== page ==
Hana is a place where time seems to move slowly. That’s one of the things I love about it; it’s like stepping back to another time. Sometimes things do change quickly tho. Imagine our surprise when what was once this:
…turned into this:
The neighbor is preparing his property to sell so he cut down a few trees. Well, more than a few trees if I’m honest. It takes some getting used to and we are adjusting to the sudden loss in privacy. The man who helps us with our landscaping has already made a special trip to the nursery on our behalf. He plans on planting native shrubs and a two Ohia trees, one red and one yellow, to help us with the view. The good news is I had a nice talk with the neighbor who did this and he plans of clearing those fallen trees. I understand why he did it and know just like he does that it’s a tiresome job keeping the jungle in check. It’s going to be a long process because like us, he doesn’t live in Hana. Like I said earlier, time moves slowly here.
Back at our house, Jamey and I have been working on the screened lanai. We started by inserting the screens into the upper portions of the walls. These “balinese” screens don’t just pop in like western screens do. They are framed in wood. Wood swells. We discovered with some of them it took a bit of pounding and sanding to make them fit. Once we inserted one screen, we found it sometimes affected how it’s neighbor fit, and so forth. I have a whole new appreciation for our builders and can only imagine how much pounding and tweaking it took to get this wooden house together! If you look closely, you can see they didn’t use a staple gun to attach the screen to the frame; instead each side has screws set 2″ apart holding the screen tight and even. There is a level of craftsmanship here not seen in the U.S.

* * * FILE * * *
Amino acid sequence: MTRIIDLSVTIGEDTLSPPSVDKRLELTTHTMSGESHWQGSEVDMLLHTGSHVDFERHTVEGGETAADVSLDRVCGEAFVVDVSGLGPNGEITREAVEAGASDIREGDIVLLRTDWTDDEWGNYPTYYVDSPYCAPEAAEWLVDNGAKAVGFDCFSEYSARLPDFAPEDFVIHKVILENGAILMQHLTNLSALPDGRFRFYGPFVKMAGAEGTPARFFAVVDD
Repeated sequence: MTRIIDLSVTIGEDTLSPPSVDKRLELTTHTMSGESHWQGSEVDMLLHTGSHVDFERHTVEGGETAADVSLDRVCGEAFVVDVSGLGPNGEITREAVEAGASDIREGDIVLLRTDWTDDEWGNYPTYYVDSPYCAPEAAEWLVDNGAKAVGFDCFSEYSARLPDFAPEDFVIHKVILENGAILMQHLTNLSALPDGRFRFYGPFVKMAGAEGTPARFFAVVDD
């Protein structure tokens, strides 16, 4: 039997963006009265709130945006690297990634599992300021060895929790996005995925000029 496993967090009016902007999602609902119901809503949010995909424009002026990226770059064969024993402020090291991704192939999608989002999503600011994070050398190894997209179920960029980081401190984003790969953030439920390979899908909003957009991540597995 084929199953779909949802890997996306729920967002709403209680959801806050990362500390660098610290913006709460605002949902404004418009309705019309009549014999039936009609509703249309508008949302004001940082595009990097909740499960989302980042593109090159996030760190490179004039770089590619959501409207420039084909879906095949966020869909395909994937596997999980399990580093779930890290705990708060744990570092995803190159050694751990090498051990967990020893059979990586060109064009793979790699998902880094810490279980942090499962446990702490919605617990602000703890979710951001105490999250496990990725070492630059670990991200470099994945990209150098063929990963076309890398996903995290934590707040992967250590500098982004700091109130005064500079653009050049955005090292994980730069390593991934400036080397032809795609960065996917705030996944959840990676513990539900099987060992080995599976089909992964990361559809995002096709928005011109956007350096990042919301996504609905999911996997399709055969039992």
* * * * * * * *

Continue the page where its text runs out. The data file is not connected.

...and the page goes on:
Next came the wire on the bottom half of the walls. This is done to comply with code.
While Jamey put the wire in I inserted the screens on the lower half. We stopped when we ran out of hardware.
What we have so far looks stunning! We had hoped to lightly sand this deck and give it a coat of Cetol, but that will have to be a project for another day.
Meanwhile, in Bali, finishing touches are being done on the kitchen cabinetry and countertops, and things like sinks and tubs are being chosen. It will be months before all this arrives in Hana. People who are curious about the project have a tendency to ask me when it’s all going to be finished. The simple answer is I don’t know. There are many variables at play, most of which are entirely out of my control. All I can say is I’ve become comfortable with uncertainty. At one time we both felt this project was too much to handle and we nearly scrapped it, but somewhere along the way we found the grit and grace to stick with it. I’m glad we did because in those moments when we are pounding on screens and drilling holes I don’t think much about how hard this has all been. Instead I’m happy to be working with my hands in a beautiful setting… my mind miles away from things I cannot control.